If the plenitude is a set, then the power-set of the plenitude is not contained in the plenitude.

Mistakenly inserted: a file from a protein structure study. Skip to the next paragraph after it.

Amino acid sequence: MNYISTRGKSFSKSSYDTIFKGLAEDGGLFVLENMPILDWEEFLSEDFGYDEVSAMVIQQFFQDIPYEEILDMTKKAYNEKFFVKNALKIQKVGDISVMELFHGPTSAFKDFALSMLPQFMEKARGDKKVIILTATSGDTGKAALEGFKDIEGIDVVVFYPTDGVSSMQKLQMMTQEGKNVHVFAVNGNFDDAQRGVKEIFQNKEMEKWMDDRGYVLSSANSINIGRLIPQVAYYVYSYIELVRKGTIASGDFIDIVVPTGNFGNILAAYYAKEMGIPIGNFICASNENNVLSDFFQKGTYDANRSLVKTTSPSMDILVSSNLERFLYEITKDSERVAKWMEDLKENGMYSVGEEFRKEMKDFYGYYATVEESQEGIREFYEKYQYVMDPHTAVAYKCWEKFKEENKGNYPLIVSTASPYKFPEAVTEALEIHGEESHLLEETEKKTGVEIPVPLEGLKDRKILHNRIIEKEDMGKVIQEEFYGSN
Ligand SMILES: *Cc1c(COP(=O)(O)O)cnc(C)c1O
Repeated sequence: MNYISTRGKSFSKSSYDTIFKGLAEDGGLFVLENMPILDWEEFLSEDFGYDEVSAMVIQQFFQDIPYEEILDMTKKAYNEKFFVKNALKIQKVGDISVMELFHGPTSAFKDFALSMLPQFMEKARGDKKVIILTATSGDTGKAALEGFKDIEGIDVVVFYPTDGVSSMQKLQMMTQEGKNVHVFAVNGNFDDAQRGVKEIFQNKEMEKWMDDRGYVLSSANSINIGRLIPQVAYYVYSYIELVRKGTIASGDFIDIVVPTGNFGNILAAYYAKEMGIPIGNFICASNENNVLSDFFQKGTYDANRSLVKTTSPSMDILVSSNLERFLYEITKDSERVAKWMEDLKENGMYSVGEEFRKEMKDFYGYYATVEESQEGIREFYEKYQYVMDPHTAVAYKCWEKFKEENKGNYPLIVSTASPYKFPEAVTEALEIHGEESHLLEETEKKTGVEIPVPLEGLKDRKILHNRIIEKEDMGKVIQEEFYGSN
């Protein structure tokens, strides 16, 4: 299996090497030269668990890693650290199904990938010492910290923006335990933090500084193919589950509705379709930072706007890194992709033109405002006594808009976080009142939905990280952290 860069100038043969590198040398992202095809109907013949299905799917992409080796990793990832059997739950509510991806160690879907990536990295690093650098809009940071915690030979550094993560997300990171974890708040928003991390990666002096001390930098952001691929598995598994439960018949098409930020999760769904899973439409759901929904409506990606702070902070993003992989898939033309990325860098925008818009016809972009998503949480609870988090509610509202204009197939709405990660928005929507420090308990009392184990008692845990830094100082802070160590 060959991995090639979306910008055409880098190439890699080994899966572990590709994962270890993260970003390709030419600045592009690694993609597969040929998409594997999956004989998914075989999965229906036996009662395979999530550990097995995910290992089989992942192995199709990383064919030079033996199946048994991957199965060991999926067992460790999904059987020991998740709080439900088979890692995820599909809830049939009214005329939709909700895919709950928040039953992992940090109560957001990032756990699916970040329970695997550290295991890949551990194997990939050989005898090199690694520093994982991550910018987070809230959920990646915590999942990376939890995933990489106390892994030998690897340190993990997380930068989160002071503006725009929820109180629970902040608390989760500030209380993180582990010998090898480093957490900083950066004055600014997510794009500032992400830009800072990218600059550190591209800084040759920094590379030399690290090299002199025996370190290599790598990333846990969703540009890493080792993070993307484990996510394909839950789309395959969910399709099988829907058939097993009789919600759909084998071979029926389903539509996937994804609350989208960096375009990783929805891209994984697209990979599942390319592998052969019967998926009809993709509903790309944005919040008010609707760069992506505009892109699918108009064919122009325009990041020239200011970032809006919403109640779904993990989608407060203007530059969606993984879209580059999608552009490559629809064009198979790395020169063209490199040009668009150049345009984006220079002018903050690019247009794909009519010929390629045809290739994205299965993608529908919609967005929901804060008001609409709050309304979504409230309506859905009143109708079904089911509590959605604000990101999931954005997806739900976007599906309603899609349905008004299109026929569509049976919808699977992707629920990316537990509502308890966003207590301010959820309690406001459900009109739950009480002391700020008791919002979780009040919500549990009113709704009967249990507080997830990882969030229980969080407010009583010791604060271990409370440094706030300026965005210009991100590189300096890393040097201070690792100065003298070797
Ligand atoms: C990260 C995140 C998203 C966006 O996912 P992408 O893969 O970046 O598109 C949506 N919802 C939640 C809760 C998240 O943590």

Saibal Russell wrote: > I'm not sure that it would actually. The plenitude would include all > sets that don't contain themselves, as well as sets that do. We know > the plenitude contains itself. However, since the set of all sets that > don't contain themselves is a logical contradiction, it is presumably > excluded from the plenitude in just the same way as square circles are. > > So this still doesn't imply that the plenitude is not a set, only that > the set of all sets that don't contain themselves is not a subset of > the plenitude. (Perhaps this make it not a set ??) > > Cheers > > Brent Meeker wrote: > > > > Hello Russell > > > > On 07-Mar-01, Russell Standish wrote: > > > > >> From the dim recesses of my memory, "the set of all sets" is a > > >> logical > > > contradiction, although I can't remember why. Is the plenitude like > > > the "set of all sets" in some way? > > > > It would include the set of all sets which are not members of themselves > > - but the existence of this set is self-contradictory. > > > > Brent Meeker > > > > > > -------------------------------------------------------------------------- -- > Dr. Russell Standish Director > High Performance Computing Support Unit, Phone 9385 6967 > UNSW SYDNEY 2052 Fax 9385 6965 > Australia [EMAIL PROTECTED] > Room 2075, Red Centre http://parallel.hpc.unsw.edu.au/rks > -------------------------------------------------------------------------- --